Yes, this is correct. I tried to make the elements directly accessible with a default property, but it is not possible to define a default property this way.

dmantione
16-10-2006, 06:50 AM
Hi,
By the way, there is a well know unit called geometry.pas which include matrix and vector procedures but coded in assembler, so most people (like me) could think that should be run lot faster!, so maybe it could be a good idea to copy/paste those version, :roll:


This is exactly the point of having a matrix unit shipped with the compiler, if people write their own matrix unit, usually they don't have the time and resources to implement everything in assembler. By working together the effort needed to implement everything in assembler is well spent.



Another reason why i should preffer to code somthing my self is becouse somtimes programmers ARE SO LAZZY for document properly the units they release to the public; they like to give program examples instead; they say "please learn how to use my unit from this ready to run example" instead of of documenting exactly what the procedures are for and what the parameters mean. I preffer to expend two months coding for somthing my self but i will know fully how it works than expend 15 days figuring out more or less how works someone else code but not knowing fully if i am using it properly.


I agree 100%. The documentation for the matrix unit is currently 280kb of source which translatetes to 2,6 MB of HTML. However, I still haven't finished. It is a monk work, because every routine needs to be documented 9 times; three matrix dimensions times three precisions. :(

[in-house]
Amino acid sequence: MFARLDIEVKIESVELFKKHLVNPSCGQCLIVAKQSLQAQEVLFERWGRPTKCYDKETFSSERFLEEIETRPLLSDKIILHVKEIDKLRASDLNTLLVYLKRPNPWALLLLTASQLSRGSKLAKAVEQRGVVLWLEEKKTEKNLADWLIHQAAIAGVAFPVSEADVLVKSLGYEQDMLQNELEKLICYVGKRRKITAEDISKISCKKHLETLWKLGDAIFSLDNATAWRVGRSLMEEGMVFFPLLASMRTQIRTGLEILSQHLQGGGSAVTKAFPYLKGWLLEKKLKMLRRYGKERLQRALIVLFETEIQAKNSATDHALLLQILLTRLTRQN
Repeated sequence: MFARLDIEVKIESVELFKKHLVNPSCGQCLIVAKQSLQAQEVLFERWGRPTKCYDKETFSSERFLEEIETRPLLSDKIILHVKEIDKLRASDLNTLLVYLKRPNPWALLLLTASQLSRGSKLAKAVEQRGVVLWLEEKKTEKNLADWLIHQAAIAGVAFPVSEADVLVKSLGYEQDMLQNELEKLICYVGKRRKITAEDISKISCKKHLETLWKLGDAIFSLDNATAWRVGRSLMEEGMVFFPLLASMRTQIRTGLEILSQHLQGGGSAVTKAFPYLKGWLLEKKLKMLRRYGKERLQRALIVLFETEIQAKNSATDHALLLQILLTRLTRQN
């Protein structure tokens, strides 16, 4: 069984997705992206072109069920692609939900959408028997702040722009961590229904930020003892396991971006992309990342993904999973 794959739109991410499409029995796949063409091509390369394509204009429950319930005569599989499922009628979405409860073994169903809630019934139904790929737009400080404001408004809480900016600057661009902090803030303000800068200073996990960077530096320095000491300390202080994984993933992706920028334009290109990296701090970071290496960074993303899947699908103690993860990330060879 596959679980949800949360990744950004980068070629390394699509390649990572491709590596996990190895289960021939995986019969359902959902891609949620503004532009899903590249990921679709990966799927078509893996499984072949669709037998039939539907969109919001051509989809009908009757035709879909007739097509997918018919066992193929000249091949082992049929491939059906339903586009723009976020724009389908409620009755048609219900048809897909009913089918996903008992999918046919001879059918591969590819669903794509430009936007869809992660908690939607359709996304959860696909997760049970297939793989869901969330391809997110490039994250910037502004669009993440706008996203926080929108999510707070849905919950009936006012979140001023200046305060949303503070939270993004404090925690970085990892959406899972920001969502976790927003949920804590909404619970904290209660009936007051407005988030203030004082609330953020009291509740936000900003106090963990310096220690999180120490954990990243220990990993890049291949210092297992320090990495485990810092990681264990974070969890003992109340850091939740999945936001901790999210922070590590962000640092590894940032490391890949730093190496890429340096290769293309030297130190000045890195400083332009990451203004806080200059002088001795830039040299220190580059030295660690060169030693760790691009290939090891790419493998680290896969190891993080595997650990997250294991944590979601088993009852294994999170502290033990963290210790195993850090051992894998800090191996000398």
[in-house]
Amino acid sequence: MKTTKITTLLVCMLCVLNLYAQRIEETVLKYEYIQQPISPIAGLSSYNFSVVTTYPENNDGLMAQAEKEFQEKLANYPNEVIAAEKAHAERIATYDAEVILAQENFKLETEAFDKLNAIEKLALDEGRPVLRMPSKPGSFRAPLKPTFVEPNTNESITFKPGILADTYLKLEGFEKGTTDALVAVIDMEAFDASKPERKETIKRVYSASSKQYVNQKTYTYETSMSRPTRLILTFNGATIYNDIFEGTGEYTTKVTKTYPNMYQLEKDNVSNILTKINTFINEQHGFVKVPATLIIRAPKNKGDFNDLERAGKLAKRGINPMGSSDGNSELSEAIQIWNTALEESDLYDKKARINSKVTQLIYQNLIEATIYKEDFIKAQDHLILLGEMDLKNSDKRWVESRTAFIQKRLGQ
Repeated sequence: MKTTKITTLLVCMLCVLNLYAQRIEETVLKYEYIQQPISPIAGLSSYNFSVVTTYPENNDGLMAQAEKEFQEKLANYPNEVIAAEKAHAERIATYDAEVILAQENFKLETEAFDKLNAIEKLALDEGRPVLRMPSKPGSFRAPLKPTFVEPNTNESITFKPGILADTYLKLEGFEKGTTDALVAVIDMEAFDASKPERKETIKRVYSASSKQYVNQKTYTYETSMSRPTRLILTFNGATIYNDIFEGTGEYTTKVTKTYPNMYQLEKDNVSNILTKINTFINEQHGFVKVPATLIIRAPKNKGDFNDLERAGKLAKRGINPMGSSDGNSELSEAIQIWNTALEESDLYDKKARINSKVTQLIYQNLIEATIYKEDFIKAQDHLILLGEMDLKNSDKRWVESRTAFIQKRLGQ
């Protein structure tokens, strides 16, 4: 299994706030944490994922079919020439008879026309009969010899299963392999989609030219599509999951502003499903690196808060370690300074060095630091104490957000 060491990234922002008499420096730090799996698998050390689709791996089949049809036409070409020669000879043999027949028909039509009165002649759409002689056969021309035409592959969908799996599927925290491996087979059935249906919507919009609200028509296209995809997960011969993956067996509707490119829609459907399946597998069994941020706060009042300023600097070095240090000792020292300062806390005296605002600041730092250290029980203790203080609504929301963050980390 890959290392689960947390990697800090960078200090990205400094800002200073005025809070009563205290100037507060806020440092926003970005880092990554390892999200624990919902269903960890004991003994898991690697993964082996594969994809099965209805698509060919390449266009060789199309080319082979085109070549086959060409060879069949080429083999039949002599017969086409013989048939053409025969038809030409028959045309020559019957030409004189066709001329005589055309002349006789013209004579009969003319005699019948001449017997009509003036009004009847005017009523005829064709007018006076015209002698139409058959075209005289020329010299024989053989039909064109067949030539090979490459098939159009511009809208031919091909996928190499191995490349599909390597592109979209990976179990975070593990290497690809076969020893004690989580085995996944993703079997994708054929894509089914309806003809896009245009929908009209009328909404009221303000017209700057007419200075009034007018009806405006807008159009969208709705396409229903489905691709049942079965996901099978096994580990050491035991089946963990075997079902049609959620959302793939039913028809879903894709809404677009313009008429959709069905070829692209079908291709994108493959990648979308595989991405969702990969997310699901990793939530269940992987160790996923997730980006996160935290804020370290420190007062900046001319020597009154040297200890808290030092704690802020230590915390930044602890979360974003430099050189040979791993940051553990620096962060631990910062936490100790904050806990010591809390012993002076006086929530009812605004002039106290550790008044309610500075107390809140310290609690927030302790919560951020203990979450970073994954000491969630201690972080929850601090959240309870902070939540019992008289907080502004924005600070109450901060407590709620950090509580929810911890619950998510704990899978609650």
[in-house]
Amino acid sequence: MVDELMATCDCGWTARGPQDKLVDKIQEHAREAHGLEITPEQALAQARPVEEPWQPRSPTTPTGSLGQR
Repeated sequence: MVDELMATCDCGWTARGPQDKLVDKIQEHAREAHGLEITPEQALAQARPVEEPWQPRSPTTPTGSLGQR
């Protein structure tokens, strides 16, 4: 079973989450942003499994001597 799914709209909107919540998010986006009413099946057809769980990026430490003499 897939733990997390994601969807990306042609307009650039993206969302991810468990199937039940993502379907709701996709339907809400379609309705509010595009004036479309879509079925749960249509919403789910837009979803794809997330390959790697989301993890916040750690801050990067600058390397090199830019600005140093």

Clootie
16-10-2006, 09:24 PM
So my questions are:
* Are you aware that FPC has a matrix unit?
* I was not aware of it.


* Do you think it suits the needs of games?
* If you implemented one yourself, why did you do so?
Partly I understand the question as: "Why no games use it?"
Let's see what came to mine mind after some looking at unit:
* It's not cross-compiler, i.e. it's not possible to use it in Delphi
* matrix-matrix multiply implemented using cycles
* no SSE handtuned version of functions
* most of graphic libraries already cames with they own "native" vector types, so why one need to struggle with type conversion between them FPC matrix types.

Diaboli
16-10-2006, 09:51 PM
wouldnt a single matrix [x,y] be the same as a 2-dimensional array in delphi?

var
Player: Array of Array of TPlayer;

Player[x,y].Name := 'NewPlayer';


can make more dimensians also, if you make a type that is either a single array or a two-dimensional...


type
TPlayerArray = Array of TPlayer;

var
Players: Array of Array of TPlayerArray;

Player[x,y,z].Name := 'NewPlayer';

dmantione
16-10-2006, 10:58 PM
wouldnt a single matrix [x,y] be the same as a 2-dimensional array in delphi?


Absolutely not. A vectors and matrices are all about geometry. If you have a 3D game, you need them. For example you rotate an object by multiplying all its points with a rotation matrix. A matrix unit takes care of this multiplication, for example.